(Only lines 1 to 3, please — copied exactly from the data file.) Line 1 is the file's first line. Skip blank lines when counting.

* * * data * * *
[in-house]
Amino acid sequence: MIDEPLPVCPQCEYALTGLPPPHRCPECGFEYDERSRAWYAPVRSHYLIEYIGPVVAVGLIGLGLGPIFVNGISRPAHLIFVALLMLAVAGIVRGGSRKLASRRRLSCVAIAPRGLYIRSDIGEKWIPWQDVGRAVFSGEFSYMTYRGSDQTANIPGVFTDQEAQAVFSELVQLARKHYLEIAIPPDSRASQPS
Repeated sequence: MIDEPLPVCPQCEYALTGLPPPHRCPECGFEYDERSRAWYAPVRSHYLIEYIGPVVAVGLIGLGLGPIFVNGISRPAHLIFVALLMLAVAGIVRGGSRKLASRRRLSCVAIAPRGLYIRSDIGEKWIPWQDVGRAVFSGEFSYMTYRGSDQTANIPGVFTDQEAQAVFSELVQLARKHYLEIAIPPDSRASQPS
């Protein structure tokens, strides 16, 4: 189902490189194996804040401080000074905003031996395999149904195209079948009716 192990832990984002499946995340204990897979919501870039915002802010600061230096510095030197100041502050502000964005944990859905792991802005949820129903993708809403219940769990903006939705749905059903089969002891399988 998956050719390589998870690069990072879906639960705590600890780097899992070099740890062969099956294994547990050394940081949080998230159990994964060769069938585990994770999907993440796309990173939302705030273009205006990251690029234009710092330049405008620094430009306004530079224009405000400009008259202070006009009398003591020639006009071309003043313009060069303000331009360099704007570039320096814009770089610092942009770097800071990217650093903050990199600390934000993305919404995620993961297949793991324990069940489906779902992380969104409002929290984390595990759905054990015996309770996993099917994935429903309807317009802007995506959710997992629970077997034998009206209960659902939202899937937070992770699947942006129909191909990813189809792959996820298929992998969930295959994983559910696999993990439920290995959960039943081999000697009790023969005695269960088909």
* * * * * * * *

[in-house]
Amino acid sequence: MIDEPLPVCPQCEYALTGLPPPHRCPECGFEYDERSRAWYAPVRSHYLIEYIGPVVAVGLIGLGLGPIFVNGISRPAHLIFVALLMLAVAGIVRGGSRKLASRRRLSCVAIAPRGLYIRSDIGEKWIPWQDVGRAVFSGEFSYMTYRGSDQTANIPGVFTDQEAQAVFSELVQLARKHYLEIAIPPDSRASQPS
Repeated sequence: MIDEPLPVCPQCEYALTGLPPPHRCPECGFEYDERSRAWYAPVRSHYLIEYIGPVVAVGLIGLGLGPIFVNGISRPAHLIFVALLMLAVAGIVRGGSRKLASRRRLSCVAIAPRGLYIRSDIGEKWIPWQDVGRAVFSGEFSYMTYRGSDQTANIPGVFTDQEAQAVFSELVQLARKHYLEIAIPPDSRASQPS